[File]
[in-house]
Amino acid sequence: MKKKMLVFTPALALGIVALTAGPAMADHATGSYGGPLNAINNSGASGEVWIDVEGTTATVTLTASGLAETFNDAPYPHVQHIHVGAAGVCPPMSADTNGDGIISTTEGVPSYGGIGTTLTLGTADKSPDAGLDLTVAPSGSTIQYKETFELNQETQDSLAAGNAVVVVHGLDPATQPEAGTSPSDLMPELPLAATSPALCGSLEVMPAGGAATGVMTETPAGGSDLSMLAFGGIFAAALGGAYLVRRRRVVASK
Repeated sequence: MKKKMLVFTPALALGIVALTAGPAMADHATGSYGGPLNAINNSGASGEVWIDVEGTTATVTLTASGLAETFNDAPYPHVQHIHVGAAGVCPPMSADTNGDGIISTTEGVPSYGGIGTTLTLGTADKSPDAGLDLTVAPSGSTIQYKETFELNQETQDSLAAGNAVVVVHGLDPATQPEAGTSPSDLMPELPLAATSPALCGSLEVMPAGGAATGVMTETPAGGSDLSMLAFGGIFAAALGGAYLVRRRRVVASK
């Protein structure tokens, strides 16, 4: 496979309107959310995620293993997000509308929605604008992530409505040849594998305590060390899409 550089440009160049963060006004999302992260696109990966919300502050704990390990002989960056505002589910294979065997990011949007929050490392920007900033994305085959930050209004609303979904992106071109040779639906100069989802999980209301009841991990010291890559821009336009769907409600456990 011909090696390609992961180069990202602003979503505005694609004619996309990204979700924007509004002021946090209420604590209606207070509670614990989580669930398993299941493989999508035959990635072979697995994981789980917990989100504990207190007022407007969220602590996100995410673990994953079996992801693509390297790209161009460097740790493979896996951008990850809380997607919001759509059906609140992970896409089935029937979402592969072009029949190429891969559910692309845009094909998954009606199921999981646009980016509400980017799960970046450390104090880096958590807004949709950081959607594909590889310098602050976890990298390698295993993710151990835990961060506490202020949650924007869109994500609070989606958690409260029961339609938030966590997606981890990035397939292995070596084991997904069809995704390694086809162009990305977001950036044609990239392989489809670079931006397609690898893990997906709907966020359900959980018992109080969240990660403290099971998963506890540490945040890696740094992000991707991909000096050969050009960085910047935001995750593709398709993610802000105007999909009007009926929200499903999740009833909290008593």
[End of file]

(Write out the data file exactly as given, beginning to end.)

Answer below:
[in-house]
Amino acid sequence: MKKKMLVFTPALALGIVALTAGPAMADHATGSYGGPLNAINNSGASGEVWIDVEGTTATVTLTASGLAETFNDAPYPHVQHIHVGAAGVCPPMSADTNGDGIISTTEGVPSYGGIGTTLTLGTADKSPDAGLDLTVAPSGSTIQYKETFELNQETQDSLAAGNAVVVVHGLDPATQPEAGTSPSDLMPELPLAATSPALCGSLEVMPAGGAATGVMTETPAGGSDLSMLAFGGIFAAALGGAYLVRRRRVVASK
Repeated sequence: MKKKMLVFTPALALGIVALTAGPAMADHATGSYGGPLNAINNSGASGEVWIDVEGTTATVTLTASGLAETFNDAPYPHVQHIHVGAAGVCPPMSADTNGDGIISTTEGVPSYGGIGTTLTLGTADKSPDAGLDLTVAPSGSTIQYKETFELNQETQDSLAAGNAVVVVHGLDPATQPEAGTSPSDLMPELPLAATSPALCGSLEVMPAGGAATGVMTETPAGGSDLSMLAFGGIFAAALGGAYLVRRRRVVASK
């Protein structure tokens, strides 16, 4: 496979309107959310995620293993997000509308929605604008992530409505040849594998305590060390899409 550089440009160049963060006004999302992260696109990966919300502050704990390990002989960056505002589910294979065997990011949007929050490392920007900033994305085959930050209004609303979904992106071109040779639906100069989802999980209301009841991990010291890559821009336009769907409600456990 011909090696390609992961180069990202602003979503505005694609004619996309990204979700924007509004002021946090209420604590209606207070509670614990989580669930398993299941493989999508035959990635072979697995994981789980917990989100504990207190007022407007969220602590996100995410673990994953079996992801693509390297790209161009460097740790493979896996951008990850809380997607919001759509059906609140992970896409089935029937979402592969072009029949190429891969559910692309845009094909998954009606199921999981646009980016509400980017799960970046450390104090880096958590807004949709950081959607594909590889310098602050976890990298390698295993993710151990835990961060506490202020949650924007869109994500609070989606958690409260029961339609938030966590997606981890990035397939292995070596084991997904069809995704390694086809162009990305977001950036044609990239392989489809670079931006397609690898893990997906709907966020359900959980018992109080969240990660403290099971998963506890540490945040890696740094992000991707991909000096050969050009960085910047935001995750593709398709993610802000105007999909009007009926929200499903999740009833909290008593």